You may think most major cosmetics companies are on-board with alternatives to animal testing, but according to PETA there are many that refuse to change their practices.
It isn’t always easy to know which brands are cruelty-free.
For instance, L’Oréal, which doesn’t test on animals in the United States, pays for deadly testing in China, where archaic and painful tests on animals are required for cosmetics.
But there is good news: PETA (People for the Ethical Treatment of Animals) have more than 1,700 compassionate brands in their cruelty-free company database, which is a positive sign that times are changing.
Here are some of the top cosmetics brands that still test on animals, according to PETA.
1. Victoria’s Secret
After years of upholding its policy never to test on animals, the company has let down compassionate consumers everywhere by choosing profits over principles. Victoria’s Secret has confirmed to PETA that it will begin selling in China—and that means it will be required to pay for cruel and archaic tests on animals.
If you were using their body spray, try Early-Harvest Raspberry Eau de Toilette by the Body Shop instead.
It’s a shame that Revlon, which also owns Almay and nail-polish brand Sinful Colors, still pays for tests on animals.
If you were using its lipstick, try Urban Decay Revolution Lipstick instead. (Note: Shades “Gash,” “Lovelight,” and “Venom” may contain beetle-derived carmine.)
You may have heard that Procter & Gamble—a huge household cleaning and personal care brand that has always tested on animals—recently made a deal to sell many of its beauty brands, including Covergirl. Unfortunately, it’s reportedly selling them to Coty, Inc., which pays for cruel tests on animals in order to sell its products in China.
If you were using its pressed powder, try Physicians Formula Super BB All-in-1 Beauty Balm Powder instead.
PETA definitely think that you were born with it and don’t need Maybelline’s cruel products to feel pretty.
If you were using its mascara, try Milani Total Lash Cover Mascara instead.
People first turned to M.A.C. because it carried theatrical-quality makeup. Nowadays, high-pigment makeup isn’t hard to come by, and there are many compassionate options for you to choose from.
If you were using its eye shadow, try Obsessive Compulsive Cosmetics Loose Colour Concentrates.
Animals don’t worry about wrinkles, and we shouldn’t poison and kill them for our night cream.
If you were using Clinique’s eye cream, switch to tarte Maracuja C-Brighter Eye Treatment.
Did you know that L’Oréal owns Kiehl’s, Maybelline, Lancôme, and many more cosmetics brands? Most pay for tests on animals in China, but Pureology, The Body Shop, and NYX Cosmetics all stuck to their compassionate guns by refusing to sell their products in China until it accepts alternatives to cruel animal tests.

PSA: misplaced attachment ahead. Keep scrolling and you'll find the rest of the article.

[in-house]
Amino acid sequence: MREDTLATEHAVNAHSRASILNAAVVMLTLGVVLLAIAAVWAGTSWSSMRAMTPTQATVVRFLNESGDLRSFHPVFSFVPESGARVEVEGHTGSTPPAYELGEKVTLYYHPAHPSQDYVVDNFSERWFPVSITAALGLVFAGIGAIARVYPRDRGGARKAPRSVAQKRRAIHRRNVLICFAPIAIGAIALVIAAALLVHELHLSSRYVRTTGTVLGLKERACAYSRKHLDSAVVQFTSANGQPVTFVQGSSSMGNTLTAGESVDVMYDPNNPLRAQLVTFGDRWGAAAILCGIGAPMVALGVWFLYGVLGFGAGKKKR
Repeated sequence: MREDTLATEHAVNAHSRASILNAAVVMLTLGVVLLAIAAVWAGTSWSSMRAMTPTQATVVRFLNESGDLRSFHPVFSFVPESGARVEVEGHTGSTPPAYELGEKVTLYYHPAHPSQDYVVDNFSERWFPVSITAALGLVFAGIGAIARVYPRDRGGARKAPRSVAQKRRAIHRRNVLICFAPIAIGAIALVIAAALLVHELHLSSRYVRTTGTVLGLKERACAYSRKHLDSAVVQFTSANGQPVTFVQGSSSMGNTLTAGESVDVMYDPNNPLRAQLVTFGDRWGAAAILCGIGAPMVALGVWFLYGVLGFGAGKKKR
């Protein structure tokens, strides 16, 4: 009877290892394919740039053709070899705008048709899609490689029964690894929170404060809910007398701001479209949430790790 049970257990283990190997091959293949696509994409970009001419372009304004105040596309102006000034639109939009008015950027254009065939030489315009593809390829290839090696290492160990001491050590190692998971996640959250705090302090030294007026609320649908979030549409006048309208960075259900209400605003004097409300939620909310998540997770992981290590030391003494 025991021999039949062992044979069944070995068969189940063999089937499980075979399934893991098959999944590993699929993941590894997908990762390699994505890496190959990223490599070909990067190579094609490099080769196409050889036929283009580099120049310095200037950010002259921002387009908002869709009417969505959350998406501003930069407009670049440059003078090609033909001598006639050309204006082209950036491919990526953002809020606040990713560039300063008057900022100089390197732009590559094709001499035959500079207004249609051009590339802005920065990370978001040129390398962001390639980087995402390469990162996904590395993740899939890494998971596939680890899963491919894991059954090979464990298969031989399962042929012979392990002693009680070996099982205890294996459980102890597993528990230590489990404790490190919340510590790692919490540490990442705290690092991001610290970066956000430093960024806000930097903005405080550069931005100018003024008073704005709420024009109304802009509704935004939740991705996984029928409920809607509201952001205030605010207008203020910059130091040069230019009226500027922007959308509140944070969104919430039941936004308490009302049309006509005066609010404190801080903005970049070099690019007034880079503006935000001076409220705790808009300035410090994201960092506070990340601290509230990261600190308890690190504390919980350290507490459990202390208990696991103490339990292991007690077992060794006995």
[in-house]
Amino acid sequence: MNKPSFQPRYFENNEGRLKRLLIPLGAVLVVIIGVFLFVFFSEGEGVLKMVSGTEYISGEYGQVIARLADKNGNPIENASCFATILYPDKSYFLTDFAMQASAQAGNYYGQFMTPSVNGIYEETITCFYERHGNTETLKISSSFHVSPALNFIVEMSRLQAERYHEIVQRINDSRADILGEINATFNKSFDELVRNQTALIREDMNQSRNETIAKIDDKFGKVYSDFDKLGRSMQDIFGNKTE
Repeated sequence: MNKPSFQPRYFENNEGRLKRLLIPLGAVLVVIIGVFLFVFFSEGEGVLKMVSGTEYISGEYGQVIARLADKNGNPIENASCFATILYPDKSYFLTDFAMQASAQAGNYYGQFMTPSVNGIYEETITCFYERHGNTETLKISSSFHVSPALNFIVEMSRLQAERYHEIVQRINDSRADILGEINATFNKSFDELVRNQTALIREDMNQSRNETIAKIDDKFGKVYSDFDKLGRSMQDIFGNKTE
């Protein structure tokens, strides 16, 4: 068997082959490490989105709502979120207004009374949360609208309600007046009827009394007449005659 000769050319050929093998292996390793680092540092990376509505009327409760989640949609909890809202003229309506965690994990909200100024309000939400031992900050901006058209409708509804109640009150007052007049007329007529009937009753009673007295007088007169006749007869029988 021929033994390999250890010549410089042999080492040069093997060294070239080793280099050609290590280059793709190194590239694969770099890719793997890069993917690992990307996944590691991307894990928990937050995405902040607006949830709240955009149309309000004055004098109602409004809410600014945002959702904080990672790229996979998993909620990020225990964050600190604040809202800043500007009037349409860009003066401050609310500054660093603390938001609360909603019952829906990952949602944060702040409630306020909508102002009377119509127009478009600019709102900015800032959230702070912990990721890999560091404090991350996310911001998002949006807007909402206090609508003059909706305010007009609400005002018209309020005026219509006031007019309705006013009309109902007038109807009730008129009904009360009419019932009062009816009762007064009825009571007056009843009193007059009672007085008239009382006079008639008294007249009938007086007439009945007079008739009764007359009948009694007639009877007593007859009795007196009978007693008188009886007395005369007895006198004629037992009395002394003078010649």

If you were using L’Oréal’s liquid foundation, try Milani Cosmetics Glow Natural Brush-On Liquid Makeup.
OPI is owned by Coty, Inc., and was removed from our cruelty-free list when it refused to answer our questions about its cruelty-free policy and selling in China.
If you were using its polish, make bunnies happy and try e.l.f. Essential Nail Polish instead.
Benefit markets its brand by using innocent 1950s imagery and a lot of pink. We wish consumers could see that tests on animals are being conducted behind the scenes.
If you were using Benefit blush, try Too Faced Sweethearts Blush instead.
Somehow, TRESemmé still feels the need to test its products and cosmetics ingredients on helpless animals.
If you were using its conditioner, switch to Avalon Organics Rosemary Volumizing Conditioner. If you were using its eyeliner, try Jordana Cosmetics Fabuliner Bold Felt-Tip Liquid Eyeliner.
Remember the “Avon lady,” who sold cosmetics door to door? Well, PETA think that sounds about as old-fashioned as the idea of testing cosmetics on animals.
If you were using its eyeliner, try Jordana Cosmetics Fabuliner Bold Felt-Tip Liquid Eyeliner.
12. Estée Lauder
Estée Lauder is the parent company of many brands. And while Smashbox and Aveda are both cruelty-free, others that it owns aren’t—including its namesake brand, Estée Lauder, as well as Bobbi Brown, Bumble and bumble, Clinique, M.A.C., and Origins, among others.
If you were using any of these cruel brands’ concealers, try the NYX Cosmetics Concealer Wand instead.
Warning: Don’t be fooled by claims on a label that state that a product wasn’t tested on animals. The FDA doesn’t regulate “cruelty-free” or “not tested on animals” packaging labels, so companies can put this on their packaging even if the product or ingredients have been tested on animals. To find out if a product is truly cruelty-free, use PETA’s trusted list of certified companies that don’t test on animals.
For more information visit www.peta.org.au .